Gregory Hilbok Named Chief of the FCC’s Disability Rights Office


Federal Communications Commission
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For Immediate Release:
November 16, 2010

News Media Contact:
Rosemary Kimball at (202) 418-0511
e-mail: [email protected]


Washington, DC — Gregory Hlibok, currently an attorney in the Disability
Rights Office (DRO) in the Consumer and Governmental Affairs Bureau, has
been named to head that office.

“Greg will be heading up the Disability Rights Office at a crucial time, as
the FCC ramps up to implement the most significant disability law in two
decades,” said FCC Chairman Julius Genachowski. “Greg possesses extensive
knowledge in the field of telecommunications access for people with
disabilities as well as the leadership qualities necessary to lead the
office. He will be the first head of DRO who has a disability. Under his
direction, the office will work to ensure that people with disabilities can
share fully in the economic and social benefits of emerging 21st century

Greg has been instrumental on a wide array of disability matters in DRO
since 2001. He is known nationally for his role as spokesperson for the Deaf
President Now movement in 1988, which led to the selection of Gallaudet
University’s first deaf president. Gallaudet is the world’s only university
serving primarily deaf and hard of hearing students. At the FCC, he has
taken the lead in several key rulemaking proceedings on telecommunications
access for people with disabilities, including new initiatives on the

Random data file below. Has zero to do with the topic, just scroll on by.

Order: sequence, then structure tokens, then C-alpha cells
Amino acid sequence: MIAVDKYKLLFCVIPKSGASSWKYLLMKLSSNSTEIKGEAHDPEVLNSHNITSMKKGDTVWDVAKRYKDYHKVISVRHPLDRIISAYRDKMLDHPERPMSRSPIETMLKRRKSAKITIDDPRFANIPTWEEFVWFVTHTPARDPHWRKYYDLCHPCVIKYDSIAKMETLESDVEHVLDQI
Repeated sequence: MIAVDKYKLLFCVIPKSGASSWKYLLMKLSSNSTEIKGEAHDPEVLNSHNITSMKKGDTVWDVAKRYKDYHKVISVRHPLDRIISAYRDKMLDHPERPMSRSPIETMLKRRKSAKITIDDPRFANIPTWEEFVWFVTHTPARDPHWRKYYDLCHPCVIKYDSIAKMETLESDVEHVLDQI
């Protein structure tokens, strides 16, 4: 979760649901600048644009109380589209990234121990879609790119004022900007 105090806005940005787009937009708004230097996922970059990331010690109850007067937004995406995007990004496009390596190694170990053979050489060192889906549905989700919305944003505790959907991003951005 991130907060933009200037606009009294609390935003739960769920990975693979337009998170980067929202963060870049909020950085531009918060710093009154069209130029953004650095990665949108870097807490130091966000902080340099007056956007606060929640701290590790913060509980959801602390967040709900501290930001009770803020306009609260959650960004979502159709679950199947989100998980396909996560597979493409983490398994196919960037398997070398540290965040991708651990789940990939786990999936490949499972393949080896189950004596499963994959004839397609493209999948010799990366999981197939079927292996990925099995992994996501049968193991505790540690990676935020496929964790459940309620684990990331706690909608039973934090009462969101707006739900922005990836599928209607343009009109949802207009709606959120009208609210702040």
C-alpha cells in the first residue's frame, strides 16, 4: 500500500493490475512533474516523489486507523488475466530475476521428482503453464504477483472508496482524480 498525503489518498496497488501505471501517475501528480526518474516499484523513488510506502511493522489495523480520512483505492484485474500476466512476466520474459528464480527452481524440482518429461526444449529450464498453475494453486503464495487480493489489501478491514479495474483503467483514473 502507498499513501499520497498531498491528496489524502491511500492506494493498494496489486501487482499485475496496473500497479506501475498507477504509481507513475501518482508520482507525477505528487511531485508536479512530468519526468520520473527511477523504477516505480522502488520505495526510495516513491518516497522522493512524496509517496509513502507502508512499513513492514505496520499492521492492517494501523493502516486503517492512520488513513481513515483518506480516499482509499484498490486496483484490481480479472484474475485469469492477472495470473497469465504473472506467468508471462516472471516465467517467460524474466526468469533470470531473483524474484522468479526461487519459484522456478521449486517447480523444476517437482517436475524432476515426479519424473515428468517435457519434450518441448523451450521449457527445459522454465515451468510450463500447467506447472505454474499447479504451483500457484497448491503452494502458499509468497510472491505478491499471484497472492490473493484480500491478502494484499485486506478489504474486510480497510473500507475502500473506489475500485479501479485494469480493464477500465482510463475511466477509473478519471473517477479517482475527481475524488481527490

National Broadband Plan. Greg now lives in Ellicott City, MD with his wife
and four children, and also serves as the board president of his alma mater,
Lexington School for the Deaf. He is a graduate of Gallaudet University and
Hofstra Law School.

In addition to its new duties in implementing the new Act, the Disability
Rights Office has responsibility for a variety of disability-related
telecommunications matters, including telecommunications relay service
(TRS), access to telecommunications equipment and services by persons with
disabilities, access to emergency information, and closed captioning. DRO
also provides expert advice and assistance to other Bureaus and Offices,
consumers, and industry, in order to support the Commission’s goal of
increasing the accessibility of communications services and technologies for
persons with disabilities.

– FCC –

Source: (PDF format)

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